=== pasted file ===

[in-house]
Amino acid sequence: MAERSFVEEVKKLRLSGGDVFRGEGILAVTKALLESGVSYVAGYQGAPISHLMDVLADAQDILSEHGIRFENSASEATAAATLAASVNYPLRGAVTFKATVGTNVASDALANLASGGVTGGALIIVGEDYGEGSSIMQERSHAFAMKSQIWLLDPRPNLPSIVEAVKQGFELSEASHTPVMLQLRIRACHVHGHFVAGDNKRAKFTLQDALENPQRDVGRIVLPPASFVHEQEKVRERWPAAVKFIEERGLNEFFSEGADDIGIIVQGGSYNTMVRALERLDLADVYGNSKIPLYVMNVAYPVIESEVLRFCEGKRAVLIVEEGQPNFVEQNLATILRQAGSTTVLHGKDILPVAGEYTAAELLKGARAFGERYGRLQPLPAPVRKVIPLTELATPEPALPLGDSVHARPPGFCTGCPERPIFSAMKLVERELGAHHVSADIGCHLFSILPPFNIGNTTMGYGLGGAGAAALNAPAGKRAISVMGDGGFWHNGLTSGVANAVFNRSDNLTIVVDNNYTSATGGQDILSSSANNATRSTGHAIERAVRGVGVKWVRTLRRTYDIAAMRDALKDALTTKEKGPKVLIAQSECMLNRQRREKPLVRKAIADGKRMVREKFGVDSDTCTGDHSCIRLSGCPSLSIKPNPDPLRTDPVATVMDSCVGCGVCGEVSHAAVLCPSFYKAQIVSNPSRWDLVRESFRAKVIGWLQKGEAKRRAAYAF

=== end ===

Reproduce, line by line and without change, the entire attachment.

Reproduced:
[in-house]
Amino acid sequence: MAERSFVEEVKKLRLSGGDVFRGEGILAVTKALLESGVSYVAGYQGAPISHLMDVLADAQDILSEHGIRFENSASEATAAATLAASVNYPLRGAVTFKATVGTNVASDALANLASGGVTGGALIIVGEDYGEGSSIMQERSHAFAMKSQIWLLDPRPNLPSIVEAVKQGFELSEASHTPVMLQLRIRACHVHGHFVAGDNKRAKFTLQDALENPQRDVGRIVLPPASFVHEQEKVRERWPAAVKFIEERGLNEFFSEGADDIGIIVQGGSYNTMVRALERLDLADVYGNSKIPLYVMNVAYPVIESEVLRFCEGKRAVLIVEEGQPNFVEQNLATILRQAGSTTVLHGKDILPVAGEYTAAELLKGARAFGERYGRLQPLPAPVRKVIPLTELATPEPALPLGDSVHARPPGFCTGCPERPIFSAMKLVERELGAHHVSADIGCHLFSILPPFNIGNTTMGYGLGGAGAAALNAPAGKRAISVMGDGGFWHNGLTSGVANAVFNRSDNLTIVVDNNYTSATGGQDILSSSANNATRSTGHAIERAVRGVGVKWVRTLRRTYDIAAMRDALKDALTTKEKGPKVLIAQSECMLNRQRREKPLVRKAIADGKRMVREKFGVDSDTCTGDHSCIRLSGCPSLSIKPNPDPLRTDPVATVMDSCVGCGVCGEVSHAAVLCPSFYKAQIVSNPSRWDLVRESFRAKVIGWLQKGEAKRRAAYAF